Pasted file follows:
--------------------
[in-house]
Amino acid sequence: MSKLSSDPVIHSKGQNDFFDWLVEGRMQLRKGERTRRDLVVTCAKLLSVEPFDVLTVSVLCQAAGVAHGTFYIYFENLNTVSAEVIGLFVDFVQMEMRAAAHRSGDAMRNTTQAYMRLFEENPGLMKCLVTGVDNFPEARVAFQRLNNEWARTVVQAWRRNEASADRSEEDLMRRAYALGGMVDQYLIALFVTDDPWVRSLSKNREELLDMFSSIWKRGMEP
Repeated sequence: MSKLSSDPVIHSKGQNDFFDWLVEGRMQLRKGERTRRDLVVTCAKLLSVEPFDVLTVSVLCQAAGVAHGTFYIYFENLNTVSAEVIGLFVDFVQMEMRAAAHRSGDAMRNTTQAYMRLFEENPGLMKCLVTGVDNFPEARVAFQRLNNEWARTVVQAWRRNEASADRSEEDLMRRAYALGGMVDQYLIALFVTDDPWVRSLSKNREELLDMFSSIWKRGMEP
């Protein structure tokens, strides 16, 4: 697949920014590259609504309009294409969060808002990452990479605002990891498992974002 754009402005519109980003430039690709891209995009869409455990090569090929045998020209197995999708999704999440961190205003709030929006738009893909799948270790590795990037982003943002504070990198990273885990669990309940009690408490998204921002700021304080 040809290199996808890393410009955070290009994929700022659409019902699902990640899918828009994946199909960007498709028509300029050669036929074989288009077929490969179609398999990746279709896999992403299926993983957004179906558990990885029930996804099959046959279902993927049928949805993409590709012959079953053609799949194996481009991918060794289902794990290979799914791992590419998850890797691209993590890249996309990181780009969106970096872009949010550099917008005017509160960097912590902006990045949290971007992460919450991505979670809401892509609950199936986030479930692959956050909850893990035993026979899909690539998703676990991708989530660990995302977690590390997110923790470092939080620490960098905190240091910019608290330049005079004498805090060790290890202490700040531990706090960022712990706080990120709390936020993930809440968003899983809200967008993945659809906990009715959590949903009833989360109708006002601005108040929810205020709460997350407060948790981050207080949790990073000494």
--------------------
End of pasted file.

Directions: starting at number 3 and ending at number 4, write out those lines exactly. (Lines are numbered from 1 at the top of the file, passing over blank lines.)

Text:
Repeated sequence: MSKLSSDPVIHSKGQNDFFDWLVEGRMQLRKGERTRRDLVVTCAKLLSVEPFDVLTVSVLCQAAGVAHGTFYIYFENLNTVSAEVIGLFVDFVQMEMRAAAHRSGDAMRNTTQAYMRLFEENPGLMKCLVTGVDNFPEARVAFQRLNNEWARTVVQAWRRNEASADRSEEDLMRRAYALGGMVDQYLIALFVTDDPWVRSLSKNREELLDMFSSIWKRGMEP
């Protein structure tokens, strides 16, 4: 697949920014590259609504309009294409969060808002990452990479605002990891498992974002 754009402005519109980003430039690709891209995009869409455990090569090929045998020209197995999708999704999440961190205003709030929006738009893909799948270790590795990037982003943002504070990198990273885990669990309940009690408490998204921002700021304080 040809290199996808890393410009955070290009994929700022659409019902699902990640899918828009994946199909960007498709028509300029050669036929074989288009077929490969179609398999990746279709896999992403299926993983957004179906558990990885029930996804099959046959279902993927049928949805993409590709012959079953053609799949194996481009991918060794289902794990290979799914791992590419998850890797691209993590890249996309990181780009969106970096872009949010550099917008005017509160960097912590902006990045949290971007992460919450991505979670809401892509609950199936986030479930692959956050909850893990035993026979899909690539998703676990991708989530660990995302977690590390997110923790470092939080620490960098905190240091910019608290330049005079004498805090060790290890202490700040531990706090960022712990706080990120709390936020993930809440968003899983809200967008993945659809906990009715959590949903009833989360109708006002601005108040929810205020709460997350407060948790981050207080949790990073000494």